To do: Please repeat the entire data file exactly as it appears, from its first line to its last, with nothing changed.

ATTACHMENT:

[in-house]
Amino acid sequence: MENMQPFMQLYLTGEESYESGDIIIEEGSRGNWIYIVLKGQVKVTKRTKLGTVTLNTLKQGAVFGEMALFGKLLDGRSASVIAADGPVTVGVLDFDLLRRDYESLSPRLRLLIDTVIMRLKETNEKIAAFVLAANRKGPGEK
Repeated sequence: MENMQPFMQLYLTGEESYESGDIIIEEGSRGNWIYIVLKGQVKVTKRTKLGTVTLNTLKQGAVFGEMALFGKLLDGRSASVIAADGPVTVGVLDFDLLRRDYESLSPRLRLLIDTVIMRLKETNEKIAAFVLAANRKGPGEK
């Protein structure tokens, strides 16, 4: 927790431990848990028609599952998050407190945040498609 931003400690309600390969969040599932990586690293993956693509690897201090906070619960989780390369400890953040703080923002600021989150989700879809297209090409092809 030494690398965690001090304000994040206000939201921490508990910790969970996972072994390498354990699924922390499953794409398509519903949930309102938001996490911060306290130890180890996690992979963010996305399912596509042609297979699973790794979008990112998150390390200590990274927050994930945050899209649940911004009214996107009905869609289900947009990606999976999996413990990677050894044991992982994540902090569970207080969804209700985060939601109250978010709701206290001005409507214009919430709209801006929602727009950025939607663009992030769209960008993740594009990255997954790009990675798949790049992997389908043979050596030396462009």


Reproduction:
[in-house]
Amino acid sequence: MENMQPFMQLYLTGEESYESGDIIIEEGSRGNWIYIVLKGQVKVTKRTKLGTVTLNTLKQGAVFGEMALFGKLLDGRSASVIAADGPVTVGVLDFDLLRRDYESLSPRLRLLIDTVIMRLKETNEKIAAFVLAANRKGPGEK
Repeated sequence: MENMQPFMQLYLTGEESYESGDIIIEEGSRGNWIYIVLKGQVKVTKRTKLGTVTLNTLKQGAVFGEMALFGKLLDGRSASVIAADGPVTVGVLDFDLLRRDYESLSPRLRLLIDTVIMRLKETNEKIAAFVLAANRKGPGEK
């Protein structure tokens, strides 16, 4: 927790431990848990028609599952998050407190945040498609 931003400690309600390969969040599932990586690293993956693509690897201090906070619960989780390369400890953040703080923002600021989150989700879809297209090409092809 030494690398965690001090304000994040206000939201921490508990910790969970996972072994390498354990699924922390499953794409398509519903949930309102938001996490911060306290130890180890996690992979963010996305399912596509042609297979699973790794979008990112998150390390200590990274927050994930945050899209649940911004009214996107009905869609289900947009990606999976999996413990990677050894044991992982994540902090569970207080969804209700985060939601109250978010709701206290001005409507214009919430709209801006929602727009950025939607663009992030769209960008993740594009990255997954790009990675798949790049992997389908043979050596030396462009």